Family says two American brothers, 18 and 20, detained in Israeli raid in Gaza

WASHINGTON (AP) — Israeli forces detained two young adult American brothers in Gaza and their Canadian father in an overnight raid on their home in the besieged Palestinian territory, relatives of the men said.

National Security Council spokesman John Kirby said Thursday the administration will be talking with Israeli authorities about the reported detentions of the brothers, as well as the Israeli military’s arrest of an American woman in the occupied West Bank earlier in the week. “We want to know more about the reasons here,” Kirby told reporters at the White House.

“Obviously, this is the kind of thing we take very seriously,” he said, and the U.S. will be “trying to get information, more context here about what happened.”

Borak Alagha, 18, and Hashem Alagha, 20, two brothers born in the Chicago area, are among fewer than 50 U.S. citizens known to still be trying to leave sealed-off Gaza, nearly four months into the Israeli-Hamas war.

Other U.S. green-card holders and close relatives of the citizens and permanent residents also are still struggling and unable to leave, despite U.S. requests they be allowed to exit, according to their American families and advocates.

Cousin Yasmeen Elagha, a law student at Northwestern University, said Israeli forces entered the family home in the town of al-Mawasi, near Khan Younis, around 5 a.m. Gaza time Thursday.

The soldiers tied up and blindfolded the women and children in the family, and placed them outside the home, the cousin said.

The two American brothers, their Canadian citizen father, a mentally disabled uncle and two other adult male relatives were taken away by the Israelis, and have not returned, Elagha said.

Men of a neighboring household were also taken away. So were other adult male relatives of another Alagha family household, for a total of about 20 family members detained, the U.S. cousin said.

A family social media account from Gaza also described the detentions.

An advocate for American families who are still trying to get loved ones out of Gaza faulted U.S. officials Thursday for not having moved more urgently to help get the Alagha brothers and other Palestinian Americans, U.S. residents and close relatives out of harm’s way in Gaza.

Detention or death under an Israeli airstrike “were two of the biggest fears this family has had all along. And now the worst has happened,” said Maria Kari, an immigration attorney who has been advocating for the family. “It could have been avoided if the U.S. had more timely advocated for this family.”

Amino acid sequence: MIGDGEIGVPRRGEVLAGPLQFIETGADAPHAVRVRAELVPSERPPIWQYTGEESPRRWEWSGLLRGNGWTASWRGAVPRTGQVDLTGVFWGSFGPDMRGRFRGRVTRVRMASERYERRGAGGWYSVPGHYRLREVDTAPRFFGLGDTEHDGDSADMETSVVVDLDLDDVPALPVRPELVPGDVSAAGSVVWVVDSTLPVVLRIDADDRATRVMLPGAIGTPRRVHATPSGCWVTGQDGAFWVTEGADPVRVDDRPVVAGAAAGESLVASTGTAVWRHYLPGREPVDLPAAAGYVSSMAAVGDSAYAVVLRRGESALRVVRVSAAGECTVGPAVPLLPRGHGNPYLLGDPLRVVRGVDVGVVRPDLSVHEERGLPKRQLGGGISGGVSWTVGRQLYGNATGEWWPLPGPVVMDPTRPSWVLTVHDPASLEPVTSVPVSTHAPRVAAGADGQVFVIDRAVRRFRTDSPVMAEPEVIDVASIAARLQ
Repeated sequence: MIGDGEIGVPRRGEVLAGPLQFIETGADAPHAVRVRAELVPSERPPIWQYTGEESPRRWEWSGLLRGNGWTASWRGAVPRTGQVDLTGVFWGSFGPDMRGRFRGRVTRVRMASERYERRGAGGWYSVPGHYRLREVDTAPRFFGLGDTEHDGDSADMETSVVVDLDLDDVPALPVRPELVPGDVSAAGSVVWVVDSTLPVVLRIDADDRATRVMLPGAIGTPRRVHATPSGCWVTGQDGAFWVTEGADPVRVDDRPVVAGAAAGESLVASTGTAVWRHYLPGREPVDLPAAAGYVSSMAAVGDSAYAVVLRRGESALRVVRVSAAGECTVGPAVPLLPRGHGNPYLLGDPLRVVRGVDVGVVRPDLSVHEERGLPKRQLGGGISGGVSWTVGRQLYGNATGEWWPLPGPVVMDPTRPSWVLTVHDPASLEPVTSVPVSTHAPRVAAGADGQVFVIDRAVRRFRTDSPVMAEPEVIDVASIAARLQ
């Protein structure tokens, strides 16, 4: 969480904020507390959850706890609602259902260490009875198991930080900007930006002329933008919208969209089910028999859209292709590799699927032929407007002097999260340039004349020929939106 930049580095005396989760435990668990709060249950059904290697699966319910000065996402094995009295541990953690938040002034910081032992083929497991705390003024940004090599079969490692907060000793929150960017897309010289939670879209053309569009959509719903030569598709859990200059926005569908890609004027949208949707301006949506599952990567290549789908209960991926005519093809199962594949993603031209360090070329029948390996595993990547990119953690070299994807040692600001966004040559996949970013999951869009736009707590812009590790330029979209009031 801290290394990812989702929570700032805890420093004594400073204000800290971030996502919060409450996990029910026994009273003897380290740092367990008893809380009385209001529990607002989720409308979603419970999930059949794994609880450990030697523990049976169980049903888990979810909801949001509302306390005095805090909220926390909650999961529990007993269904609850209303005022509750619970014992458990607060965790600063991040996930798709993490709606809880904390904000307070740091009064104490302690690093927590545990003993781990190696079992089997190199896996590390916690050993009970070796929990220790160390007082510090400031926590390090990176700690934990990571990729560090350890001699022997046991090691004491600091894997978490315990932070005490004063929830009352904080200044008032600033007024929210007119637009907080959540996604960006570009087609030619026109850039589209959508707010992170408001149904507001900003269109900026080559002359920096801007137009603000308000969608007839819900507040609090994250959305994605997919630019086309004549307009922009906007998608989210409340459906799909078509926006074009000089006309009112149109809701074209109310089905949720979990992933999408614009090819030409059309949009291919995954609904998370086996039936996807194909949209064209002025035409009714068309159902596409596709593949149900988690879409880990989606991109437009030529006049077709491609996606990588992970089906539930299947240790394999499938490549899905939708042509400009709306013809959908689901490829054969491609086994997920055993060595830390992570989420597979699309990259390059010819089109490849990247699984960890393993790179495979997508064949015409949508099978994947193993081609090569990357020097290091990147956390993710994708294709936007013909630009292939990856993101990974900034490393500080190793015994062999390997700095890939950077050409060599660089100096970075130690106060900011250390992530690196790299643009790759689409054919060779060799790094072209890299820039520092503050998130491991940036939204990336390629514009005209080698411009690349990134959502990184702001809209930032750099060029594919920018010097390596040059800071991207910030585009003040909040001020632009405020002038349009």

U.S. officials in December said they had helped 1,300 Americans, green-card holders and their eligible close family members to leave Gaza since Oct. 7.

State Department officials in January declined to say how many people for whom the U.S. has requested permission to leave remain in Gaza, citing the “fluidity” of the situation.

The brothers would be among three American citizens taken into custody by Israeli forces this week, during the same time Secretary of State Antony Blinken was visiting the region to try to mediate with ally Israel and regional Arab leaders.

Relations between Israel and the United States have fallen from the high point they hit immediately after the Oct. 7 Hamas strikes in Israel that triggered the war. The two allies more recently have been out of sync publicly on efforts to ease the suffering of Palestinian civilians in Gaza, on the path toward peace there, and some other matters.

Earlier this week, a 46-year-old Palestinian American woman, Samaher Esmail, was taken from her home in the occupied West Bank on Monday and detained. The Israeli military said she had been arrested for “incitement on social media” and held for questioning.

The U.S. Embassy in Israel said Thursday it had no updates on her case.

Esmail’s family said the U.S. Embassy asked them on Thursday for a list of her medications but said it would not be able to have contact with her before Monday. Relatives said she needs the medication for uterine cancer. The family said it still does not know where she is being held.

The Israeli military and Foreign Ministry did not immediately respond to requests for comment.

Israel and Egypt control the official exit lists that are the only authorized way out of Gaza for foreigners and Palestinians. U.S. authorities say they are working with the two U.S. allies to get more of the names of Americans, U.S. residents and their close kin who are seeking to leave placed on the exit lists. The Alagha brothers’ family says they are among those who have been unable to get their names on the lists.

Israeli security forces in the course of the war have rounded up large numbers of Palestinian military-age men in Gaza, later releasing some. Israel says the mass detentions are a necessary part of fighting Hamas. Palestinians say Israel is unjustly including large numbers of civilian adult males in the sweeps.

Josef Federman in Jerusalem contributed.

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